With three ski areas already making snow in anticipation of opening soon, the Colorado Department of Public Health and Environment issued proposed guidelines on Wednesday mandating that resorts work out operational plans for pandemic mitigation in collaboration with local public health authorities, which would then need to be approved by CDPHE.
Ski areas, community officials, business owners and the public have until Friday at 10 a.m. to submit feedback before guidelines are finalized.
As outlined in an 11-page document, CDPHE wants ski areas to develop plans with local public health departments regarding capacity numbers as well as requirements for social distancing on the mountains, in lift lines, in base areas and parking lots; configuration of gondola seating to achieve social distancing; ensuring masks are worn “to the maximum extent possible,” indoors and outdoors, in ski schools, on chairlifts and gondolas with exceptions for eating “or while actively engaged in skiing, riding” or other outdoor activities; managing crowd sizes to ensure that indoor spaces don’t become places of “gathering or congregation,” and making sure social distancing is maintained in restrooms and locker rooms.
As a practical matter, ski areas across the state already were working with local public health officials to formulate approved plans for opening.
At Loveland ski area, where snowmaking operations began on Monday, spokesman John Sellers said the guidelines issued Wednesday came as no surprise, adding that the ski industry’s trade association, Colorado Ski Country USA, has been working with state officials.
“We do not anticipate any delays to our opening day,” Sellers said.
Colorado Ski Country USA represents 22 of the state’s 28 resorts — all but the five Vail Resorts areas and Wolf Creek.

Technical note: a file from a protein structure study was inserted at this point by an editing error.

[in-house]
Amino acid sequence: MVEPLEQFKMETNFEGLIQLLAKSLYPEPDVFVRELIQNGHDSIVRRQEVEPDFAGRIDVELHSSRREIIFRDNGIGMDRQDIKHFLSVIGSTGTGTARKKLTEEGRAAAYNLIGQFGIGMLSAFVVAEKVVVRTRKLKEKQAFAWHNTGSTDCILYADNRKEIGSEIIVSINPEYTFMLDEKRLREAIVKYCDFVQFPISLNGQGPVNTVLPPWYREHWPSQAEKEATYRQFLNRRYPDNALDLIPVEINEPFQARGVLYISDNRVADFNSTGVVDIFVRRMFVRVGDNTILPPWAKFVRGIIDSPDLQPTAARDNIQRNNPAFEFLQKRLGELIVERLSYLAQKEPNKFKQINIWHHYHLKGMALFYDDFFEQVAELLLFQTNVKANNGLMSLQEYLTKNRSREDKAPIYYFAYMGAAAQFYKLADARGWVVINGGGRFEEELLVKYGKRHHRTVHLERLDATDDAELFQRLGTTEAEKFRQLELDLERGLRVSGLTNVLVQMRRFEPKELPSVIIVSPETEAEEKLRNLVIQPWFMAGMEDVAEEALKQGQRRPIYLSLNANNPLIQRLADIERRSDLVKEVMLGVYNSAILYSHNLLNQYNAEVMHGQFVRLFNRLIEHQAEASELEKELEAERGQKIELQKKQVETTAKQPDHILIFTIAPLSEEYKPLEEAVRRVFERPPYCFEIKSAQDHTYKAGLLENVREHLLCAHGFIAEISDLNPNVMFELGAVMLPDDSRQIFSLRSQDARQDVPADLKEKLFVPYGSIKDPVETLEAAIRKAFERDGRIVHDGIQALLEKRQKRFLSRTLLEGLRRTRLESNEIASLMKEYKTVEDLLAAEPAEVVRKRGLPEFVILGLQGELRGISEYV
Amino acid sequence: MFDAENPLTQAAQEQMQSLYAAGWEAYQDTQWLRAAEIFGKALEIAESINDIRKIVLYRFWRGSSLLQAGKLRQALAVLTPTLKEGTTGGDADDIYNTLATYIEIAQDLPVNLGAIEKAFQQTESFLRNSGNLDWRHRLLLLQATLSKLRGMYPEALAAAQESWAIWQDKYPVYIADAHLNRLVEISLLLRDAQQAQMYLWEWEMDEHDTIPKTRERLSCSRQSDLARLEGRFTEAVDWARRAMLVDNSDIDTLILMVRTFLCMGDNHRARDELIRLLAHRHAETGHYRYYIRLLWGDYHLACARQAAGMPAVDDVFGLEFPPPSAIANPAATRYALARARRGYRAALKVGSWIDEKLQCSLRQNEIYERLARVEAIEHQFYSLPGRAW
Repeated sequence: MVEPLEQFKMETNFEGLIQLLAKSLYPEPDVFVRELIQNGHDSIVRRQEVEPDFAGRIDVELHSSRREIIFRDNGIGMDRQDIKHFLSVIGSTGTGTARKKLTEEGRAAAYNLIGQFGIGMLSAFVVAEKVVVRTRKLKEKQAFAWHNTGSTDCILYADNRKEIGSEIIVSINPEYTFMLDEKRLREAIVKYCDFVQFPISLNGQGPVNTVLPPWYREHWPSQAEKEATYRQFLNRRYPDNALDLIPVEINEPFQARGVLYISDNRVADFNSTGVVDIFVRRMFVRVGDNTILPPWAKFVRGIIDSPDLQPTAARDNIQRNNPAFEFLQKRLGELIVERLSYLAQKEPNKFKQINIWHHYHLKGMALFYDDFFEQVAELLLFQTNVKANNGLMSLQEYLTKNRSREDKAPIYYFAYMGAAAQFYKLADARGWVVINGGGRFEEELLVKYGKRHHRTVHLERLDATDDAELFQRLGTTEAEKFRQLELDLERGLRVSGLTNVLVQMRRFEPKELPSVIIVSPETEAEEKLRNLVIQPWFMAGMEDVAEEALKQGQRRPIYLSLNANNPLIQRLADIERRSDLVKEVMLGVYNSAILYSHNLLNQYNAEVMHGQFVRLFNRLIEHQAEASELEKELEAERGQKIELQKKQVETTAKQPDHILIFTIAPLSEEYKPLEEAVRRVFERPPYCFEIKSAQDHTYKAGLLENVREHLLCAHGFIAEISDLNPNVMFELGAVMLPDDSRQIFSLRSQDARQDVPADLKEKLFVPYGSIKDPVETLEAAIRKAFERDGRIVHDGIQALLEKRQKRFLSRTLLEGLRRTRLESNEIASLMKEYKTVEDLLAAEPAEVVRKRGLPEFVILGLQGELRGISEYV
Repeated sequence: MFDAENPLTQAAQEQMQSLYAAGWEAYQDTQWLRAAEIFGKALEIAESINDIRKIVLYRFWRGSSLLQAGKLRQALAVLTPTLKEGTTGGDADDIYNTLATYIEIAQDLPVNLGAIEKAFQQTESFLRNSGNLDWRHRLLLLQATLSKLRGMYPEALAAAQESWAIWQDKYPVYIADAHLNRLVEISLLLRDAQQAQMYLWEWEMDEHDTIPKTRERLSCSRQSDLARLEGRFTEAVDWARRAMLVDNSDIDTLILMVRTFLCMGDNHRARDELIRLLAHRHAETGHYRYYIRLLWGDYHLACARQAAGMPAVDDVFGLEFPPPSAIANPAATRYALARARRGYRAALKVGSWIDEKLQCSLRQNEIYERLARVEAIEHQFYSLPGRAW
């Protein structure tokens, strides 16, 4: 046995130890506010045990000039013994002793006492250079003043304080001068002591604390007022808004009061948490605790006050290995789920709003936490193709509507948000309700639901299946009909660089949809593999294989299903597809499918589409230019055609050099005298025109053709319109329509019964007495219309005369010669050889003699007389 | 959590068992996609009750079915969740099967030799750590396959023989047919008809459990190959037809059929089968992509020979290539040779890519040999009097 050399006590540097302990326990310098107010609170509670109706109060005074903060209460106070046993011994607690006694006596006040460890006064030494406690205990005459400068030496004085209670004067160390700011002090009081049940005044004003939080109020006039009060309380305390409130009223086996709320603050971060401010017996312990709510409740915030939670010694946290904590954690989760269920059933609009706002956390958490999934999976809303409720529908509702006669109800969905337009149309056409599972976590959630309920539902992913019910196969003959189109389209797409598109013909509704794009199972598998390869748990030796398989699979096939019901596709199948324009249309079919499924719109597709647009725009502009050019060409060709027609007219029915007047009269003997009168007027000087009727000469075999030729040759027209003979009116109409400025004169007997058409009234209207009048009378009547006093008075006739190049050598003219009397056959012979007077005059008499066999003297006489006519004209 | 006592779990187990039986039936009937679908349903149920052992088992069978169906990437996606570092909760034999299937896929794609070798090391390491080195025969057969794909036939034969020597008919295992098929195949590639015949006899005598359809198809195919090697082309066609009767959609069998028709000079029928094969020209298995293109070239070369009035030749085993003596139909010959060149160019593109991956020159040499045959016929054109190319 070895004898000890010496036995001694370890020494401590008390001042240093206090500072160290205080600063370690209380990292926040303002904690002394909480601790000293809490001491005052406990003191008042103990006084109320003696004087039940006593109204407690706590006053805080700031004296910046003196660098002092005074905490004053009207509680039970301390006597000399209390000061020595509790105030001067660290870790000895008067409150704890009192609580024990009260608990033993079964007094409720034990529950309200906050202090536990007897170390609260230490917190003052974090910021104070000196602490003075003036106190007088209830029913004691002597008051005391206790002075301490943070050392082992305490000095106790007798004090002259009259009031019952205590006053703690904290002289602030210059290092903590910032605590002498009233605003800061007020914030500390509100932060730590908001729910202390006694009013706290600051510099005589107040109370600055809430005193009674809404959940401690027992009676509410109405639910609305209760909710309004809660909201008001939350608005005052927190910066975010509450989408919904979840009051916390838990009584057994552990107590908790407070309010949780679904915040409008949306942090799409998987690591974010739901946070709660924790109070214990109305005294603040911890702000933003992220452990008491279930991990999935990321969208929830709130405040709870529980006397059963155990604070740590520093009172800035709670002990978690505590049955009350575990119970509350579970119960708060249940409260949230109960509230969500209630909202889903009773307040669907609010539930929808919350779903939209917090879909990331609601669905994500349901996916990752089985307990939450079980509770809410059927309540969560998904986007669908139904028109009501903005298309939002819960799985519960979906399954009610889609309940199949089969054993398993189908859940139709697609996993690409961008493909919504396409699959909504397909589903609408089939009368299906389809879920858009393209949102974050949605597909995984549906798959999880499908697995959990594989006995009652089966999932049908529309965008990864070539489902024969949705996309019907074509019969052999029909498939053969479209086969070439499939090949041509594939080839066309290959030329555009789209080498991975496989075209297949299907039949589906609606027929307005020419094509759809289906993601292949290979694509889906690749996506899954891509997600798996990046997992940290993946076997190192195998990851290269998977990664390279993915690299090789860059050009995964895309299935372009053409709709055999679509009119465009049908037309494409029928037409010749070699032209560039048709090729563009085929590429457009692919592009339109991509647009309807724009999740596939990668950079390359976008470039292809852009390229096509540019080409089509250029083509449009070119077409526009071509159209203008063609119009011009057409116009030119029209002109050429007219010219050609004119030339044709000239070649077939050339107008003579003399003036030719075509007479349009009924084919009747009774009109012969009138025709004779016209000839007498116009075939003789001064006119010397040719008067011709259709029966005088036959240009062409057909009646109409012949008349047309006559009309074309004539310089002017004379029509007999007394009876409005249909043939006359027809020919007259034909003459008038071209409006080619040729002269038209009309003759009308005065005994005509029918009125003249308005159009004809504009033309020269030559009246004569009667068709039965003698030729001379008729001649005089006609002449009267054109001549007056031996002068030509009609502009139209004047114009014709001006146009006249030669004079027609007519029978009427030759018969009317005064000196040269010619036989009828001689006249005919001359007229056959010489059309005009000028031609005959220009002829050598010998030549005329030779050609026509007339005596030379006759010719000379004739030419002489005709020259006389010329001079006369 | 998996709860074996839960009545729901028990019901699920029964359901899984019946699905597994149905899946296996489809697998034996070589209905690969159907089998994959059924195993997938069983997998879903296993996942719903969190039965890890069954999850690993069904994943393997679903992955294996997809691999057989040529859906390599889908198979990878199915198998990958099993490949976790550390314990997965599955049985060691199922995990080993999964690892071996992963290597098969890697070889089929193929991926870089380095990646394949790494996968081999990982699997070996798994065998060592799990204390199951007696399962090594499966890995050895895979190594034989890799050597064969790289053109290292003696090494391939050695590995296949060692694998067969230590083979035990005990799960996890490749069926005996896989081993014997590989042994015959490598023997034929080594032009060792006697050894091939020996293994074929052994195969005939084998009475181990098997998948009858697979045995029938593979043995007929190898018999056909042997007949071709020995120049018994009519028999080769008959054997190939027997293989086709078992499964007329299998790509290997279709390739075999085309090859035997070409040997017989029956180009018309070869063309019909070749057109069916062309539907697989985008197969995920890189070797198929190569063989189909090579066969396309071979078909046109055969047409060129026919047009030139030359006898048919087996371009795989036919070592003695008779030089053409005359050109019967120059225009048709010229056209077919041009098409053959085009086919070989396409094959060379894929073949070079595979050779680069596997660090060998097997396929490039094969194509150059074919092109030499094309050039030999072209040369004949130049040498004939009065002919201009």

“We appreciate the state’s efforts to work with the industry, local public health officials and counties to craft guidance that sets the stage for a long, successful ski season from a ski industry, public health and local community perspective,” Ski Country president Melanie Mills said in a statement. “Finalizing this guidance is an important step as ski areas across the state gear up for ski season and finalize their own area-specific plans for this winter.”
Chris Linsmayer, Ski County’s public affairs director, said he does not expect the guidelines to delay ski area openings. “At this point it’s much more dictated by weather than anything else,” Linsmayer said.
Ryan Huff, a spokesman for Vail Resorts, said the guidelines would have no impact on their projected opening dates. One of them, Keystone, has been making snow and is scheduled to open Nov. 6.
“We support the state’s draft ski area guidelines and agree with the governor’s assessment that our industry must be out-front in its approach to ensure a safe and successful ski and ride season in Colorado,” a statement from Vail Resorts said. “Our resort plans, which are consistent across all five of our Colorado resorts, were developed to prioritize the safety of our employees, guests and communities. We plan to update our operating practices, including our approach to loading lifts, to align with the state’s guidelines, subject to local review and discussion.”
Resorts also would be required to conduct health screenings for employees and guests to make sure those who are sick or exhibiting symptoms “are not allowed to participate.” They would be required to work with their communities “to create opportunities for visiting guests to safely isolate and quarantine” if they test positive. They would need to be ready to scale down operations “due to epidemiological developments due to COVID-19,” and they would need to have cancellation policies that do not make guests reluctant to cancel trips if they are sick.